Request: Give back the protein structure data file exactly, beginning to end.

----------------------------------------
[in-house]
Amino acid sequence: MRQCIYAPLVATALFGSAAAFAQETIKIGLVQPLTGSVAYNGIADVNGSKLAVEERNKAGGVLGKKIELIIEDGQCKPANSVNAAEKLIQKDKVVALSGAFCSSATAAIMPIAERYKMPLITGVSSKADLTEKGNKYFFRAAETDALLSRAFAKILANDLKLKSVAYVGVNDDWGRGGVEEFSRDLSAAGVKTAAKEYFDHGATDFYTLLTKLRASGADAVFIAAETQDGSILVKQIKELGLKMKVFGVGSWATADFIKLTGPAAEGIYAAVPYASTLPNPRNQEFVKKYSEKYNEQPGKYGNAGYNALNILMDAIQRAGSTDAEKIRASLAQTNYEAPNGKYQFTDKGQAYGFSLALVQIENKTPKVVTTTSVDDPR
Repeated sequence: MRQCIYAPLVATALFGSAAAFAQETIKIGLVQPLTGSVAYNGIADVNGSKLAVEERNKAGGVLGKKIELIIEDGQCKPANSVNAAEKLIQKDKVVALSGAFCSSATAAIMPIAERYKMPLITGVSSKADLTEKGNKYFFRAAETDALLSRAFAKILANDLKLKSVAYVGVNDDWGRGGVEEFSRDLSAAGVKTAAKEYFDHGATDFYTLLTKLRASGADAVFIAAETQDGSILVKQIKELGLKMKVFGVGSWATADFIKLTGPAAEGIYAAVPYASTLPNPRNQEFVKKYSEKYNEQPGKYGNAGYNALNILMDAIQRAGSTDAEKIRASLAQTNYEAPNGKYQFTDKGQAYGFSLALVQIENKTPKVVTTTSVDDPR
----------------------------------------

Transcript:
[in-house]
Amino acid sequence: MRQCIYAPLVATALFGSAAAFAQETIKIGLVQPLTGSVAYNGIADVNGSKLAVEERNKAGGVLGKKIELIIEDGQCKPANSVNAAEKLIQKDKVVALSGAFCSSATAAIMPIAERYKMPLITGVSSKADLTEKGNKYFFRAAETDALLSRAFAKILANDLKLKSVAYVGVNDDWGRGGVEEFSRDLSAAGVKTAAKEYFDHGATDFYTLLTKLRASGADAVFIAAETQDGSILVKQIKELGLKMKVFGVGSWATADFIKLTGPAAEGIYAAVPYASTLPNPRNQEFVKKYSEKYNEQPGKYGNAGYNALNILMDAIQRAGSTDAEKIRASLAQTNYEAPNGKYQFTDKGQAYGFSLALVQIENKTPKVVTTTSVDDPR
Repeated sequence: MRQCIYAPLVATALFGSAAAFAQETIKIGLVQPLTGSVAYNGIADVNGSKLAVEERNKAGGVLGKKIELIIEDGQCKPANSVNAAEKLIQKDKVVALSGAFCSSATAAIMPIAERYKMPLITGVSSKADLTEKGNKYFFRAAETDALLSRAFAKILANDLKLKSVAYVGVNDDWGRGGVEEFSRDLSAAGVKTAAKEYFDHGATDFYTLLTKLRASGADAVFIAAETQDGSILVKQIKELGLKMKVFGVGSWATADFIKLTGPAAEGIYAAVPYASTLPNPRNQEFVKKYSEKYNEQPGKYGNAGYNALNILMDAIQRAGSTDAEKIRASLAQTNYEAPNGKYQFTDKGQAYGFSLALVQIENKTPKVVTTTSVDDPR